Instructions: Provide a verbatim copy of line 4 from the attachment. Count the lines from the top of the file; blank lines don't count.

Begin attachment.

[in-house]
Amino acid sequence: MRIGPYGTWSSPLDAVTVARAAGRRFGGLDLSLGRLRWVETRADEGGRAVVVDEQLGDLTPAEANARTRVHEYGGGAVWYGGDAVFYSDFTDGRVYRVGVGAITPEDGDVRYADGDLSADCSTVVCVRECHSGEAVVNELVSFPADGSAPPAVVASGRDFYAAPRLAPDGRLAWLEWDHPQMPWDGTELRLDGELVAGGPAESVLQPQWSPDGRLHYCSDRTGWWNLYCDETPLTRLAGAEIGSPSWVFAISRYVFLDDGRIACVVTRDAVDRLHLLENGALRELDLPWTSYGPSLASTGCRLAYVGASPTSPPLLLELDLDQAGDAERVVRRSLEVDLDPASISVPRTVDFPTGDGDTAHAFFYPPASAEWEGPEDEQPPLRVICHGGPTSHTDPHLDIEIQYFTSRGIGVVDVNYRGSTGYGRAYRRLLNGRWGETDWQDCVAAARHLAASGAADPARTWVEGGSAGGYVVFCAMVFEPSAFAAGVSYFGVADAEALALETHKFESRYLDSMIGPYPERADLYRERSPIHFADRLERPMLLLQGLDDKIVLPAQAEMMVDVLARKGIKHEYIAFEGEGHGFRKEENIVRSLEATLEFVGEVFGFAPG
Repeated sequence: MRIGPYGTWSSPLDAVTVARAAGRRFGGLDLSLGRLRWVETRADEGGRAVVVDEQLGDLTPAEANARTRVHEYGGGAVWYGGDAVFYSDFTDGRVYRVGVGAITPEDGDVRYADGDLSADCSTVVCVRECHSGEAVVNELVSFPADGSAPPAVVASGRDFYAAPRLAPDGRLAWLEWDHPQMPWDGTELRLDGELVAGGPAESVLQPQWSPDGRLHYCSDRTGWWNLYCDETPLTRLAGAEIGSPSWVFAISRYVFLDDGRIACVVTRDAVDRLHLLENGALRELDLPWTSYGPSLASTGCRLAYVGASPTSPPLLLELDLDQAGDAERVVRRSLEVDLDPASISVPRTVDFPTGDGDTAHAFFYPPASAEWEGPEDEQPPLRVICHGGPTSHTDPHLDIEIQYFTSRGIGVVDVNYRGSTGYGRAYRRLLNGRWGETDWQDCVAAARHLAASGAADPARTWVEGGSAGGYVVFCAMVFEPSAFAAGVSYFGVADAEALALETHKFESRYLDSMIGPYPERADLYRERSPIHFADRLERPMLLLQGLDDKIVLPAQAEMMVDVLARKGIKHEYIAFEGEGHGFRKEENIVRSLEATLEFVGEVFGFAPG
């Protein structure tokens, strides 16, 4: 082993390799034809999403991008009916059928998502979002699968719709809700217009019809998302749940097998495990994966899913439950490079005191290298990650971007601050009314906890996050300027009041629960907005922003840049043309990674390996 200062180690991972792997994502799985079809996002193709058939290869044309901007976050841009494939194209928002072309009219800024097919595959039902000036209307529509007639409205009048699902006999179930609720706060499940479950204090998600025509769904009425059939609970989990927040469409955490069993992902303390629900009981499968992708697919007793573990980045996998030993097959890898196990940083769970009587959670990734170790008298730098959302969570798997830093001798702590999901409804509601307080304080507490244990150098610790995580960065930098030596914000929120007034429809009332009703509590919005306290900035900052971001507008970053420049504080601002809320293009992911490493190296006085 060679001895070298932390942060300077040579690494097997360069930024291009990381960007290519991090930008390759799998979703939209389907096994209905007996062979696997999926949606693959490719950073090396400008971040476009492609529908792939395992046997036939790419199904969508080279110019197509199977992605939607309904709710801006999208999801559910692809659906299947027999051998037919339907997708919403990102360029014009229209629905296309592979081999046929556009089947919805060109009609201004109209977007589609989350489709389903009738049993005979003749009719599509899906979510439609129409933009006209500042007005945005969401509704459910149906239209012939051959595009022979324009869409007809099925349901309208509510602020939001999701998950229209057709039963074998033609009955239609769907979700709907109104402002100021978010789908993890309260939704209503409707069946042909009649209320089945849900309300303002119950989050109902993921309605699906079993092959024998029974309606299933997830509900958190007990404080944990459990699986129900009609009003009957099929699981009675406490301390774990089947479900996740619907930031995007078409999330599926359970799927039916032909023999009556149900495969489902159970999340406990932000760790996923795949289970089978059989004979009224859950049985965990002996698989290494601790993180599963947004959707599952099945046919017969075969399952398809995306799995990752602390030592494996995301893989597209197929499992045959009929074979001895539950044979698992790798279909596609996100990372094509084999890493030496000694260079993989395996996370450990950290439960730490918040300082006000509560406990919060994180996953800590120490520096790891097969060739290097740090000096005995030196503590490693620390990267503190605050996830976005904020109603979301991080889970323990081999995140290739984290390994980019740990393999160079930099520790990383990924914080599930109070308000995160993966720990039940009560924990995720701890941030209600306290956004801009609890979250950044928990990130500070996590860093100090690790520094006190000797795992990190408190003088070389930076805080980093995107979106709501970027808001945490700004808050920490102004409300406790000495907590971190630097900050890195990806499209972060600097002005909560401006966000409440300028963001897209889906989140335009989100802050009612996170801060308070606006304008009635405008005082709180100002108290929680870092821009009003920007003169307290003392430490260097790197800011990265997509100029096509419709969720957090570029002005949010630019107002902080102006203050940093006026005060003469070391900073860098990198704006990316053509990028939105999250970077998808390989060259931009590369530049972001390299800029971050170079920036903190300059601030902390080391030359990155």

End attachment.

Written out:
């Protein structure tokens, strides 16, 4: 082993390799034809999403991008009916059928998502979002699968719709809700217009019809998302749940097998495990994966899913439950490079005191290298990650971007601050009314906890996050300027009041629960907005922003840049043309990674390996 200062180690991972792997994502799985079809996002193709058939290869044309901007976050841009494939194209928002072309009219800024097919595959039902000036209307529509007639409205009048699902006999179930609720706060499940479950204090998600025509769904009425059939609970989990927040469409955490069993992902303390629900009981499968992708697919007793573990980045996998030993097959890898196990940083769970009587959670990734170790008298730098959302969570798997830093001798702590999901409804509601307080304080507490244990150098610790995580960065930098030596914000929120007034429809009332009703509590919005306290900035900052971001507008970053420049504080601002809320293009992911490493190296006085 060679001895070298932390942060300077040579690494097997360069930024291009990381960007290519991090930008390759799998979703939209389907096994209905007996062979696997999926949606693959490719950073090396400008971040476009492609529908792939395992046997036939790419199904969508080279110019197509199977992605939607309904709710801006999208999801559910692809659906299947027999051998037919339907997708919403990102360029014009229209629905296309592979081999046929556009089947919805060109009609201004109209977007589609989350489709389903009738049993005979003749009719599509899906979510439609129409933009006209500042007005945005969401509704459910149906239209012939051959595009022979324009869409007809099925349901309208509510602020939001999701998950229209057709039963074998033609009955239609769907979700709907109104402002100021978010789908993890309260939704209503409707069946042909009649209320089945849900309300303002119950989050109902993921309605699906079993092959024998029974309606299933997830509900958190007990404080944990459990699986129900009609009003009957099929699981009675406490301390774990089947479900996740619907930031995007078409999330599926359970799927039916032909023999009556149900495969489902159970999340406990932000760790996923795949289970089978059989004979009224859950049985965990002996698989290494601790993180599963947004959707599952099945046919017969075969399952398809995306799995990752602390030592494996995301893989597209197929499992045959009929074979001895539950044979698992790798279909596609996100990372094509084999890493030496000694260079993989395996996370450990950290439960730490918040300082006000509560406990919060994180996953800590120490520096790891097969060739290097740090000096005995030196503590490693620390990267503190605050996830976005904020109603979301991080889970323990081999995140290739984290390994980019740990393999160079930099520790990383990924914080599930109070308000995160993966720990039940009560924990995720701890941030209600306290956004801009609890979250950044928990990130500070996590860093100090690790520094006190000797795992990190408190003088070389930076805080980093995107979106709501970027808001945490700004808050920490102004409300406790000495907590971190630097900050890195990806499209972060600097002005909560401006966000409440300028963001897209889906989140335009989100802050009612996170801060308070606006304008009635405008005082709180100002108290929680870092821009009003920007003169307290003392430490260097790197800011990265997509100029096509419709969720957090570029002005949010630019107002902080102006203050940093006026005060003469070391900073860098990198704006990316053509990028939105999250970077998808390989060259931009590369530049972001390299800029971050170079920036903190300059601030902390080391030359990155």